Friday, August 14, 2015

The Lives of Colonial Objects - Edited by Annabel Cooper, Lachy Paterson and Angela Wanhalla

Around my house I have a selection of objects from my grandparents and my parents.  Like my mother's whistle.  She was a teacher who began her career in the outback of Australia.  The whistle was for a number of reasons, including if your were caught in a sand storm.  Blow the whistle to attract the rescuers attention. It's objects like that that have these amazing stories about real people, and their adventures that I love.  Historic objects invite us into the past through their very tangible and immediate presence.  What they have say sheds a thousand beams on how we lived, how we related to each other and how we respected and treated the natural environment.

This utterly brilliant book, The Lives of Colonial Objects, is a series of biographies, of fifty objects from our collective past.  They are explored, thought about and ultimately revealed.  At the very beginning we meet Te Haupapa, the last of 12 canons from the Maketu.  Paora Tapsell traces the history of this little cannon and the adventures of its materials, its brothers and the destruction it cause in the Maori wars, it also the legacy it leaves - including a park, now in memorial to the people of the region.  Also another early taonga, a putorino (nose flute) that currently resides in the US' Peabody Museum, is the possession of an early colonial trader who collected objects from all over the Pacific to take back to Salem, of all places  How it got there is the tale of the artefact, and only one example of the amazing stories in this sumptuously illustrated, and highly readable collection.

Each artefact receives its own chapter, written by a wide raft of historians and journalists and a companied by a full-page colour photograph and a short essay.  Every  author, historian, archivist, curator and Māori scholars has some kind of personal link to the object and that makes their writing both personal and alive. 

Apart from canons and cloaks, the more obvious choices, there are also everyday objects, like billies, children's toys, diaries and scrapbooks - all with histories quite distinctively different from their initial intended purpose.

The only regret is that these are pictures and the delight to be had from touching and holding these things, sucking in the power of their past, smelling their aura, is denied.  Alas, they are catalogued and off limits.  But not all, like the cannon, which lives with the elements in a park, for small boys to play with.  And I like that.  Like Rome's Black Peter hands and time will distort the shape and definition.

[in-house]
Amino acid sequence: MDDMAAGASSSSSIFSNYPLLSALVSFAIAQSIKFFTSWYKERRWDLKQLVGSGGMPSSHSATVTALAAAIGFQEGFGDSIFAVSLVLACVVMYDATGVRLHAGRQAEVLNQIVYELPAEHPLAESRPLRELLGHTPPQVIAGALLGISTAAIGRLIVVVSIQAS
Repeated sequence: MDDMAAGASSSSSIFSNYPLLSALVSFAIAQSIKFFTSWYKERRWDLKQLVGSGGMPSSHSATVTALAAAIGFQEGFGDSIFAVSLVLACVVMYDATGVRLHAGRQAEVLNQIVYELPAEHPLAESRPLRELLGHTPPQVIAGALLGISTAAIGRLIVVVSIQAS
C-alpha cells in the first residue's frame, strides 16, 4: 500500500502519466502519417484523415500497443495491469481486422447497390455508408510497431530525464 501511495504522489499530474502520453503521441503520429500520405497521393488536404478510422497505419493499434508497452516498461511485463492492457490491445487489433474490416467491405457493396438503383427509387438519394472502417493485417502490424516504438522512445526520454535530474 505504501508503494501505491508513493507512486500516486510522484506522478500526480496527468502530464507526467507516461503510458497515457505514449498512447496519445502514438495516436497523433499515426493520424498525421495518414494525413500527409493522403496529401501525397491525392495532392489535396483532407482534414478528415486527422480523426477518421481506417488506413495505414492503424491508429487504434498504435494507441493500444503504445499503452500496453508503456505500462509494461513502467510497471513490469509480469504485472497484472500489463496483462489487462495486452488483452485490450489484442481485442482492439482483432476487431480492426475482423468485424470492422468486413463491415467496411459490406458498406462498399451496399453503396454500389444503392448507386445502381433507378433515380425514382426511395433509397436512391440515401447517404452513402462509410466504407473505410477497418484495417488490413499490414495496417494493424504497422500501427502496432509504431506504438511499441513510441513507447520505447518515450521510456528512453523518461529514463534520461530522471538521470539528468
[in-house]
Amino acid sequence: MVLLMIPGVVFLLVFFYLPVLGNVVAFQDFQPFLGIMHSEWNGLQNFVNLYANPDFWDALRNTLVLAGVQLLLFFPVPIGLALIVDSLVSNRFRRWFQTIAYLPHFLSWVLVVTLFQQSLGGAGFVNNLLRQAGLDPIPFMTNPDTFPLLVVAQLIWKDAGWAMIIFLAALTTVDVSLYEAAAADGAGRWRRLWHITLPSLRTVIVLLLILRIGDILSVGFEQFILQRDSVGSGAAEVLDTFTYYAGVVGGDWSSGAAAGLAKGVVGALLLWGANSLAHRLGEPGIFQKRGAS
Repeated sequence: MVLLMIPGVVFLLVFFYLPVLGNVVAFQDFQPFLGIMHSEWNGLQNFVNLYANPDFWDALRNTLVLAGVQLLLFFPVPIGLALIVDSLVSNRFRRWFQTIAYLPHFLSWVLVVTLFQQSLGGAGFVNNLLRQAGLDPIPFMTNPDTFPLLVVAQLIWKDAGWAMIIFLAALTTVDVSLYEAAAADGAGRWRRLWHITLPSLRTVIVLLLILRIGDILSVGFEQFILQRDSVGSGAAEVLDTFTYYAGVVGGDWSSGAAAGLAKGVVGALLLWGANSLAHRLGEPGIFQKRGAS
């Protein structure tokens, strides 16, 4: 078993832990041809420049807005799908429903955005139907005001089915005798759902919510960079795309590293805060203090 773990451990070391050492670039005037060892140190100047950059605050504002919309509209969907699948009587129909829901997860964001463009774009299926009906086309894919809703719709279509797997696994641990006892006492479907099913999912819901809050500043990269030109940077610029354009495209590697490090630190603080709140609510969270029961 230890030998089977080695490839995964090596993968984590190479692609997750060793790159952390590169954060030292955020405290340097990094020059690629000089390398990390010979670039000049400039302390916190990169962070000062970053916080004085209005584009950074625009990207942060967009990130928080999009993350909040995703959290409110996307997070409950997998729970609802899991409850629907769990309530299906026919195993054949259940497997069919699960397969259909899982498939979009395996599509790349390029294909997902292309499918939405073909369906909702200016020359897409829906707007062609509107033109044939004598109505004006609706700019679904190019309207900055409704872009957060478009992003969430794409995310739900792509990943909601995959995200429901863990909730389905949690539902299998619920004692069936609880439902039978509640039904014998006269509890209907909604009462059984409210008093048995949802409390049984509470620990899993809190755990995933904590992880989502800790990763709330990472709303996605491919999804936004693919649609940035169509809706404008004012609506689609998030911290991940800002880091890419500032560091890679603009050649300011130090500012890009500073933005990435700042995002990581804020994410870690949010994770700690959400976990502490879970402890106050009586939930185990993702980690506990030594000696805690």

Some of the objects featured are treasured family possessions such as a kahu kiwi, or a stunning music album or a grandmother’s travel diary.  I have my own mother's diary around somewhere, so I know how these collections a really special insights into such feats of travel.  Then, on a grander scale there's the tauihu of a Māori waka, a Samoan kilikiti bat and, believe it or not, a flying boat - all telling their secrets of travel, a common thread in the book.  Not housed in a museum are a cottage and a country road (yes, a road), Katherine Mansfield's Hei Tiki from her trip to the Urewera's, slippers with a Maori flax pattern and my favourite, a home made brass plaque of dog wonder Rin Tin Tin, crafted by a Japanese prisoner of war.  These artefacts are all poignant reminders of our unique past.  
I absolutely loved delving into this book.  The Lives of Colonial Objects offered me a creative, innovative approach to history and not only a rich resource but a brilliant conversation starter, too.
Annabel Cooper is Associate Professor, Department of Sociology, Gender and Social Work at the University of Otago. Her edition of Mary Lee’s The Not So Poor and her contributions to Sites of Gender: Women, men and modernity in southern Dunedin explored gender, place and poverty in nineteenth-century New Zealand. 

Lachy Paterson is a Senior Lecturer at Te Tumu: School of Māori, Pacific and Indigenous Studies, and a member of the Centre for Research on Colonial Culture at the University of Otago. He has published the only monograph on Māori-language newspapers, Colonial Discourses: Niupepa Māori 1855–1863

Angela Wanhalla teaches in the Department of History and Art History at the University of Otago. Her most recent book, Matters of the Heart: A history of interracial marriage in New Zealand (Auckland University Press, 2013), won the Ernest Scott Prize for best book in Australian and New Zealand history in 2014.

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